time for some lugging around and playing. That said i'm pretty limited by the great big wood burning stove that sticks out into the room by a couple of feet or so.

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I converted the cellar as a "music room" (sad I know)- and tried both firing the "long" way and the "short". In the end, prefered the short, as I could have the speakers wider apart. The room is treated with bass traps, and difffusers at 1st reflection, acoustic foam behind the spks and also behind the listening position. The rear wall also has heavy curtain runnning the full length (hiding the panels). Treating the room gave the biggest pound/value upgrade I've ever experienced.

Also - if you have your system in between the speakers, try covering it with a duvet or similar to check the reflections from the equipment and stand.. Brings everything in focus a little better.

Also - if you can put the system where you have a solid floor... makes a huge difference! anything with floorboards IMHO tends to "sing" with the system and add all mannerof bass harmonics.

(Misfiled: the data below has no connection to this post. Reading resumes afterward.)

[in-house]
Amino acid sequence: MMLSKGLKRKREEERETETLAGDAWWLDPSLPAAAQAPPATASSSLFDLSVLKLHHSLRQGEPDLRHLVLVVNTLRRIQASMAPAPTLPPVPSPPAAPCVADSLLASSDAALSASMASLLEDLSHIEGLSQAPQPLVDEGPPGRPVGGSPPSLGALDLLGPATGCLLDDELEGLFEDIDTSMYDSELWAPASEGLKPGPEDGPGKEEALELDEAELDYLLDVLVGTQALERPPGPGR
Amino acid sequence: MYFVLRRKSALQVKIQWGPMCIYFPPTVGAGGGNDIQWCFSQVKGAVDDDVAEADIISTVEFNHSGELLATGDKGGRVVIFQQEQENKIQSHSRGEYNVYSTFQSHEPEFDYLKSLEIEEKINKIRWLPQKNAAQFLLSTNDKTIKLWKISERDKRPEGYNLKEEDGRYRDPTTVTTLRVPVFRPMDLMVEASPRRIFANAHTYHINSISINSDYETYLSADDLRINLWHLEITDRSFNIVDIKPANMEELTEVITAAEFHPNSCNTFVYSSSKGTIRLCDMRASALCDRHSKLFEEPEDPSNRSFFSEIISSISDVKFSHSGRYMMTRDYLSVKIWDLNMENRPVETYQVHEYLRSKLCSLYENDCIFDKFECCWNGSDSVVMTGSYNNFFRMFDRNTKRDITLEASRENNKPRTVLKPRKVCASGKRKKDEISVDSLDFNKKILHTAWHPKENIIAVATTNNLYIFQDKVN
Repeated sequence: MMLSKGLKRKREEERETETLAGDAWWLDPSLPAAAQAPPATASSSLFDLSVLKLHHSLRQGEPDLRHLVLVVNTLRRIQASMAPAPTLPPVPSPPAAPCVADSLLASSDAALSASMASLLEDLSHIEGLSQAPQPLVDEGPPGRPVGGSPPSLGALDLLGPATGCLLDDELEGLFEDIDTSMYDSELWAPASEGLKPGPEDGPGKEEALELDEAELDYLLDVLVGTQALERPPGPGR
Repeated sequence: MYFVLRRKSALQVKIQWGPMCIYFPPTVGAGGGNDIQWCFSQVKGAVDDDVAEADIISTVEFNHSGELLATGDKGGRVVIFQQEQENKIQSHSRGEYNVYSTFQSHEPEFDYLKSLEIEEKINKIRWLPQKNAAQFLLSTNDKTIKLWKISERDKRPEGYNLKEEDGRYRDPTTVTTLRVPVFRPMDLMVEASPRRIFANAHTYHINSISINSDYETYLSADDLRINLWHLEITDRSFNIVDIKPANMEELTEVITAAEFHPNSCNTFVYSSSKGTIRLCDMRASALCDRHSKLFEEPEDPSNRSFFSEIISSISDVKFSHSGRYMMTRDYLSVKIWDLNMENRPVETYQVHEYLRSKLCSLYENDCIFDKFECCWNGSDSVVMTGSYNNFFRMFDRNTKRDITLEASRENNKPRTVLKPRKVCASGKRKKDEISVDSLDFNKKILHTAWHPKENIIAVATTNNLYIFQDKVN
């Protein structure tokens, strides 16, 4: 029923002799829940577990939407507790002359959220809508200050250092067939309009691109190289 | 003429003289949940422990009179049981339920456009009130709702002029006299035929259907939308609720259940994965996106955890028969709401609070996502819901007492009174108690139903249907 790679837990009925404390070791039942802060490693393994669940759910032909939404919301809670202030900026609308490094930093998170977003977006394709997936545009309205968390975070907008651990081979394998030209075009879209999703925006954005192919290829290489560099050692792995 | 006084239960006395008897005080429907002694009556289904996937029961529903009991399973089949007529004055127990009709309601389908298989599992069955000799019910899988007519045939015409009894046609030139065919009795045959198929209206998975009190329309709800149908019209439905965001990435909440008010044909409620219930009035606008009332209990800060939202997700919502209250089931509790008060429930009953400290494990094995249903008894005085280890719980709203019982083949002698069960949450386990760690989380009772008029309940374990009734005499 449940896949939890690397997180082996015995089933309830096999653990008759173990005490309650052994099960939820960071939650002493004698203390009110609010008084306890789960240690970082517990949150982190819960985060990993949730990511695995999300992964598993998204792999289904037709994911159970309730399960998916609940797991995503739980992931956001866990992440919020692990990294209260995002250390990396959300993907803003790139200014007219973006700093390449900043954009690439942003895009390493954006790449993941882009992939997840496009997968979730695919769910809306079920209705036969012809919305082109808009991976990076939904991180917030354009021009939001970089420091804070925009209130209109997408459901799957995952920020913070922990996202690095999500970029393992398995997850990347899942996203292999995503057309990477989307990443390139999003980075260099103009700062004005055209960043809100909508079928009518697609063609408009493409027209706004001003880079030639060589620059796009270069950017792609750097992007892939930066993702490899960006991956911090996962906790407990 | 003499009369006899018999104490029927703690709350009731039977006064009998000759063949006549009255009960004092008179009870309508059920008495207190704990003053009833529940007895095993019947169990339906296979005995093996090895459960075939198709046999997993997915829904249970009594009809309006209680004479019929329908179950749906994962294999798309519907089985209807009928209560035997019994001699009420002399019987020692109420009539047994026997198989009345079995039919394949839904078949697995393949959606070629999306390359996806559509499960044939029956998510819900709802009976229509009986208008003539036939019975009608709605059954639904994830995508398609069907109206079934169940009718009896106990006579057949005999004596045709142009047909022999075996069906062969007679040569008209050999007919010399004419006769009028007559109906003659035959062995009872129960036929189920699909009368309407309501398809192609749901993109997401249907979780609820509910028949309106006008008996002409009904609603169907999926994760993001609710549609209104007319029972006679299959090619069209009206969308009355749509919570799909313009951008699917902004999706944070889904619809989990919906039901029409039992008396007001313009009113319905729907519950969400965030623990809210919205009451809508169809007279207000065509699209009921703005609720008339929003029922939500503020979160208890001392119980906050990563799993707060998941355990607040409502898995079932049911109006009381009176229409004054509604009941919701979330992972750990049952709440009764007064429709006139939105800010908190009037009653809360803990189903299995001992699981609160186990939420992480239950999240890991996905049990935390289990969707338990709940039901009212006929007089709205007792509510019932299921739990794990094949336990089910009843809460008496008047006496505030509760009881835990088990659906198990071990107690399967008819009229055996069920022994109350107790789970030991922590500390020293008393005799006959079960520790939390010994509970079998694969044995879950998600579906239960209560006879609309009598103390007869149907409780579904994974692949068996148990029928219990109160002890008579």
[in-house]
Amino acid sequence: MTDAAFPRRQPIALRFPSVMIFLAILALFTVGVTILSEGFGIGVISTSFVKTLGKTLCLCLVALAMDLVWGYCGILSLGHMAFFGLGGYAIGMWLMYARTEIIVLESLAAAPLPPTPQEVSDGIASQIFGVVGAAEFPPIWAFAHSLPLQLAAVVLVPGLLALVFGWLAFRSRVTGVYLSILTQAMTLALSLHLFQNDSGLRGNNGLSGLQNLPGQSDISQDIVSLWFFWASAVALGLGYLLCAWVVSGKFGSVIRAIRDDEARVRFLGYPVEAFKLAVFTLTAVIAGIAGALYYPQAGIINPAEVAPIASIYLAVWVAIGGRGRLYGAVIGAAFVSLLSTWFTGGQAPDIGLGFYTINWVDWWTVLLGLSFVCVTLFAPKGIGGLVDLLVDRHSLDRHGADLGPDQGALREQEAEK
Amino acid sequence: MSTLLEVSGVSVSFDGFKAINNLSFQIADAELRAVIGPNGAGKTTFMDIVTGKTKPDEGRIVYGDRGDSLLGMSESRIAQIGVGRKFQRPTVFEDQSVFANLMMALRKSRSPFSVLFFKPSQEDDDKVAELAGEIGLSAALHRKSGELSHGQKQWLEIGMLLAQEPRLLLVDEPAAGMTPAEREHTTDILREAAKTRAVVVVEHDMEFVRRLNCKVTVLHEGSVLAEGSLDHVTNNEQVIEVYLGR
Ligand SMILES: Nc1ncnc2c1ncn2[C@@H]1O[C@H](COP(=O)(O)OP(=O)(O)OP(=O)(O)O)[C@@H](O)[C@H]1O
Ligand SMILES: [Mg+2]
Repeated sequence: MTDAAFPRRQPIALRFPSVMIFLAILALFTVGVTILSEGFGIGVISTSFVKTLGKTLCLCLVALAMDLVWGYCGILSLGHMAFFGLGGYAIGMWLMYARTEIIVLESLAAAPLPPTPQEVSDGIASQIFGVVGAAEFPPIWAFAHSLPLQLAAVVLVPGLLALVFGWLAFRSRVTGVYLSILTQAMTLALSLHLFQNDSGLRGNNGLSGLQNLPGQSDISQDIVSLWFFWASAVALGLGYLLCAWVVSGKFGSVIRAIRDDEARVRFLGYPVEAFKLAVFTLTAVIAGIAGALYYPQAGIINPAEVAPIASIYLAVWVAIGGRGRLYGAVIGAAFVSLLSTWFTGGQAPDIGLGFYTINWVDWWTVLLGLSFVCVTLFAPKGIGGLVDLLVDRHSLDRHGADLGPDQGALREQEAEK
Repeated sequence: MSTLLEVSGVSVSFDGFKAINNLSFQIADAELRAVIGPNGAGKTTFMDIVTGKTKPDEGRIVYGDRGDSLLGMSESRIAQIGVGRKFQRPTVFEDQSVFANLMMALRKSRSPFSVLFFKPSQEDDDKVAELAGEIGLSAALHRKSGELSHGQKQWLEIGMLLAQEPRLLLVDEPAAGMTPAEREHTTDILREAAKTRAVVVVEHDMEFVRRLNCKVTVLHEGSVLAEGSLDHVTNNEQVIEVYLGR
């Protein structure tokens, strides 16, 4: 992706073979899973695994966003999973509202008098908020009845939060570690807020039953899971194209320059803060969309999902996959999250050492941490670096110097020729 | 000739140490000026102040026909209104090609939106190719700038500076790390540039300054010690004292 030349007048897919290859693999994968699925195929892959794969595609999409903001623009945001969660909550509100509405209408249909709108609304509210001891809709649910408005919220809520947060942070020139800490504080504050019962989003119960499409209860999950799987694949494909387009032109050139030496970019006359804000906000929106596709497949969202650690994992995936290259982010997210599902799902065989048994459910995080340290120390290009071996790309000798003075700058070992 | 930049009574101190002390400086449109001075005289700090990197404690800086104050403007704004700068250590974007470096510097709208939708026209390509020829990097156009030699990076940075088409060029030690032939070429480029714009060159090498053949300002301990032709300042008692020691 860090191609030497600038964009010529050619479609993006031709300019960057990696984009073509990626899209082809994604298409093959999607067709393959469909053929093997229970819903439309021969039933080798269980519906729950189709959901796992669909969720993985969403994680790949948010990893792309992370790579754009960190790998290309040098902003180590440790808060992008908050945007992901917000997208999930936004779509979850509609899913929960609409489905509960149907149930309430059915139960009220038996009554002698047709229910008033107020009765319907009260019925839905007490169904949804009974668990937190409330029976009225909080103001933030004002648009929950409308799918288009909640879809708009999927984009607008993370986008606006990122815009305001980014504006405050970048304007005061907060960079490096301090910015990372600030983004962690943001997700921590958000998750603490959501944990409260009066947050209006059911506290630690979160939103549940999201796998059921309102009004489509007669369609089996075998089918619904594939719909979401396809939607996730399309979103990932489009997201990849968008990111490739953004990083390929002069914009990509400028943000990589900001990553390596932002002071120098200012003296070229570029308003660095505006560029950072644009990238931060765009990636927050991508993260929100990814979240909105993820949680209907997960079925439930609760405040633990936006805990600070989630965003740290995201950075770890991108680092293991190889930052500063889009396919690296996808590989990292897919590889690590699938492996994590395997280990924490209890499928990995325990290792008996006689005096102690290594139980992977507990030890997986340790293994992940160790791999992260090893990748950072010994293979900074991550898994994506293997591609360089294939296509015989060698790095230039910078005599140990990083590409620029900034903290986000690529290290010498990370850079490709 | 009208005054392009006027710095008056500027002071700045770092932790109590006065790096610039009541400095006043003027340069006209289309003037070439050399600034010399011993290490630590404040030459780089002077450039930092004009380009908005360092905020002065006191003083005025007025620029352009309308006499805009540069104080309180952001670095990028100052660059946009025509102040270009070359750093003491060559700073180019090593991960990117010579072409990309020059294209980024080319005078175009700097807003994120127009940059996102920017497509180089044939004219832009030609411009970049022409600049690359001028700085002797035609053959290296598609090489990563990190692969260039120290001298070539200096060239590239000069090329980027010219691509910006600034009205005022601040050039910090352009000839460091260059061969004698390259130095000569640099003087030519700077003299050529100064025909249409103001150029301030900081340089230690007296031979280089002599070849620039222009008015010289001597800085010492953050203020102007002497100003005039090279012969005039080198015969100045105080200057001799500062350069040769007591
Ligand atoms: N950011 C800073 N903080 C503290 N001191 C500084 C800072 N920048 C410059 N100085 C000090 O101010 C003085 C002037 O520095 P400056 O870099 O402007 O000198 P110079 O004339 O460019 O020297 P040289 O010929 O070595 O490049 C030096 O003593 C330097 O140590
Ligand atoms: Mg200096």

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Stupinder wrote:

Interesting thread that has got me thinking about the position of my speaks, and what i can do behind them as they're rear firing.

Re decoupling, or coupling, or whatever it is, I found putting two concrete slabs below my stands, on a suspended wooden floor, helped a great deal.

time for some lugging around and playing. That said i'm pretty limited by the great big wood burning stove that sticks out into the room by a couple of feet or so.

post pics of your room, eh?

perhaps I can offer some suggestions.

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Received my first few panels (from vicoustic) yesterday: 8 x cinema round panels and 2 x wave wood panels. Their very light and are 'stuck' to walls via a supplied vicoustic 'flexi glue'.

Last night, put 2 x cinema panels behind each speaker (slightly to the insde of each speaker). Then using 2 x cinema panels and 2 x wave woods made a large cool looking arty-farty square which has been stuck to the right side-wall (covering the 1st reflection point).